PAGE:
Public fears for rough sleepers as snow blankets Britain


Members of the public have referred a record number of rough sleepers to a specialist helpline as heavy snow and sub-zero conditions hit Britain.

More than 3,600 alerts were sent to StreetLink, which connects homeless people to local services, between Monday and Tuesday morning the highest total for a 24-hour period.The app enables people to alert agencies if they fear for the safety of those on the streets.

More than 2,000 of the referrals concerned people in London. The service’s director, Matt Harrison, greeted the alerts as positive news, suggesting that members of the public were seeking to support homeless people. “This record number of referrals is inspiring to see,” he said. “This is the first step people can take to ensure individuals sleeping rough receive the support they need to get into the warm and move away from homelessness for good.”

The weather system widely referred to as “the beast from the east” has caused delays and cancellations on Britain’s roads, and hundreds of schools across the country were closed for a second day.

Emergency services reported stranded vehicles and crashes as several more centimetres of snow fell overnight and temperatures fell to -11C (12.2F) in some areas.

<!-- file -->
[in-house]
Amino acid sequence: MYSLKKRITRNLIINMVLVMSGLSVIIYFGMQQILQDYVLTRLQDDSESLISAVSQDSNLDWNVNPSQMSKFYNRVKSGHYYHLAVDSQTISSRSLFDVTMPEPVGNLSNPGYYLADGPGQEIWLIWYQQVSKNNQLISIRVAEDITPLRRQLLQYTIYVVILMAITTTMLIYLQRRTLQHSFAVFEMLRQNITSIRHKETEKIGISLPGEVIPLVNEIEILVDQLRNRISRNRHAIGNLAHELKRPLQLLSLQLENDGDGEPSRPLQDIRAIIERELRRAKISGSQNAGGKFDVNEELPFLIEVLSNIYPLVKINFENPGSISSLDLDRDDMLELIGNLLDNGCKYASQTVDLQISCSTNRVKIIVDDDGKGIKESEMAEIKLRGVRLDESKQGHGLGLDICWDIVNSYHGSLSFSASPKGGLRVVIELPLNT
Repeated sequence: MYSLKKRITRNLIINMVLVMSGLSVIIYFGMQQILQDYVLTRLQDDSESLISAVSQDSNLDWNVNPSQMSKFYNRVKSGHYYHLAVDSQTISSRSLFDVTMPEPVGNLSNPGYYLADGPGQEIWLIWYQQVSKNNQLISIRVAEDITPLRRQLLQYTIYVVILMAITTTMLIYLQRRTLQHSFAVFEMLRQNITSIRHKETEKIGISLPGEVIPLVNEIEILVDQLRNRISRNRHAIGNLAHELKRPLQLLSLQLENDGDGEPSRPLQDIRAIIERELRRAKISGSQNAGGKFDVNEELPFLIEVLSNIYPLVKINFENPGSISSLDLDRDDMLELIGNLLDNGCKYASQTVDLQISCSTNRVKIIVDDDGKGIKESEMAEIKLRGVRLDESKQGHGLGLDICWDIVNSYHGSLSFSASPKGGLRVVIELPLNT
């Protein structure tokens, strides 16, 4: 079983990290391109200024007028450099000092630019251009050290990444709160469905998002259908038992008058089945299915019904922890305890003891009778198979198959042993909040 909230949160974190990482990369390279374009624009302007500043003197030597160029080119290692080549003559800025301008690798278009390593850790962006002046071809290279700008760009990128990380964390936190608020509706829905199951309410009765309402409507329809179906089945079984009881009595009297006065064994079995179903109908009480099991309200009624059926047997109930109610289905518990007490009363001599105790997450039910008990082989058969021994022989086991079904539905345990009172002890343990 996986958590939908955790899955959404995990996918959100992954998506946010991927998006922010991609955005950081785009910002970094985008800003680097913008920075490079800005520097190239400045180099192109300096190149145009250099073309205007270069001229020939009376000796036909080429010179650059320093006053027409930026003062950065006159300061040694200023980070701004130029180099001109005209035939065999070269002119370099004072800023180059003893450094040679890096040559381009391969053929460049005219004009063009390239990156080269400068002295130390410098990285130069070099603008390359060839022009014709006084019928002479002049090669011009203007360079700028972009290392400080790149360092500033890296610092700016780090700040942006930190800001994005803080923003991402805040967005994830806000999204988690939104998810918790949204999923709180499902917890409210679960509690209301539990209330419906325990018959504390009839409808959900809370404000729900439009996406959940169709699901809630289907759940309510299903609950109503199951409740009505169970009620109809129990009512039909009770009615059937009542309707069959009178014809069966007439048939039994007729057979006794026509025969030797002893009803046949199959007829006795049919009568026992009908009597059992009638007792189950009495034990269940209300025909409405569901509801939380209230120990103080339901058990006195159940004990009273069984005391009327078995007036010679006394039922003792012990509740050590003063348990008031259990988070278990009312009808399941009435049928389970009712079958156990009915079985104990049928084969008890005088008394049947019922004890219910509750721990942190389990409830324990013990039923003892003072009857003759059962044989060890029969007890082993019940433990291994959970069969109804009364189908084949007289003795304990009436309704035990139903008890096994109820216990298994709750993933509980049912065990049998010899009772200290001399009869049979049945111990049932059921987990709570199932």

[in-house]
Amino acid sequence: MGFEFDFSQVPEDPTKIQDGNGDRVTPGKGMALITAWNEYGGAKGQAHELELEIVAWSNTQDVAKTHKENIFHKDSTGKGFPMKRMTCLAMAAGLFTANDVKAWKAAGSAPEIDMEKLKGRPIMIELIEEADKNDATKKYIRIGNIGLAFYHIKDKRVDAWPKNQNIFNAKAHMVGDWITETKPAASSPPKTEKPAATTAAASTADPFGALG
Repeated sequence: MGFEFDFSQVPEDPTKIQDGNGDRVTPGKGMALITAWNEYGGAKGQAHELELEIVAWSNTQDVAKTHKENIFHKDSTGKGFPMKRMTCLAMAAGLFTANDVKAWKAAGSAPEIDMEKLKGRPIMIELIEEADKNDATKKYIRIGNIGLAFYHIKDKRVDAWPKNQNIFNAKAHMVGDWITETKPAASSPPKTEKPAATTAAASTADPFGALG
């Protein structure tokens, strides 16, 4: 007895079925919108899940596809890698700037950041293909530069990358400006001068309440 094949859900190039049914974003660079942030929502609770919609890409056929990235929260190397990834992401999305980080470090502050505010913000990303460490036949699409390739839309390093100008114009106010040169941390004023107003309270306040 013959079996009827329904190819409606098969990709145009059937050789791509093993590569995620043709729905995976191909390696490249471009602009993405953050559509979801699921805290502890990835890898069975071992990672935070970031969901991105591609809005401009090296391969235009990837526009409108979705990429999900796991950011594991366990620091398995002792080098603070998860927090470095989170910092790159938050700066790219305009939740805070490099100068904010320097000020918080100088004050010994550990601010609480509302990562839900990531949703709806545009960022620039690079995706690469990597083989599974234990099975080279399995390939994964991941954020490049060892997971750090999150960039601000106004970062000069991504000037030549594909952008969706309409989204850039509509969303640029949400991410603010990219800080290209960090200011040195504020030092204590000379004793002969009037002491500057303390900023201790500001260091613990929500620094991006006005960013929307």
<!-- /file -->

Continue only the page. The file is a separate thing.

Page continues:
Police across the country advised people to avoid driving if possible because of poor visibility and treacherous conditions.

Three people were killed in a crash in Lincolnshire and a man died after a collision in Cambridgeshire on Tuesday morning.

There were several road accidents on Tuesday night and in the early hours of Wednesday, Highways England said, including a crash between a car and motorcycle on the M3 in Surrey in which one person was seriously injured.

Fire crews had to pull a trapped man from a vehicle following an early-morning crash between two cars and a lorry near Williton, Somerset, on Wednesday, Devon and Somerset fire service said.

Several lorries became stuck in snow drifts and jack-knifed on roads, including on the A1 in Cambridgeshire and the A66 in Cumbria, leading to long delays and rescue efforts.

In Leicestershire, motorists were advised to avoid the A1 between the A1139 and the A6121 as police removed cars that had become stuck overnight.

Disruption was expected to continue to services run by the rail operators c2c, CrossCountry, Northern, Greater Anglia and Stansted Express, Merseyrail, ScotRail, Southeastern, Southern, Virgin, Thameslink and Gatwick Express, South Western Railway, TfL Rail and London Overground.

Arriva Trains Wales said customers should expect “heavy delays and cancellations” on long-distance routes because of “urgent safety checks”, but it was unclear if this was due to the weather.

Great Northern was “currently expecting to run a normal train service”, according to the National Rail Enquiries website.

Farnborough in Hampshire recorded a low of -11C (12.2F), but in most places the mercury hovered at between -4C (24.8F) and -7C (19.4F) overnight.

Forecasters predict the snow and freezing temperatures will continue, prompting the Met Office to extend some of its weather alerts, including a red warning for central Scotland for potentially significant drifting and 40cm of snow in some areas.

An amber warning for much of the north of England and the rest Scotland is in place until 6pm, and another covering London, the east Midlands and the east of England is in force until 10am.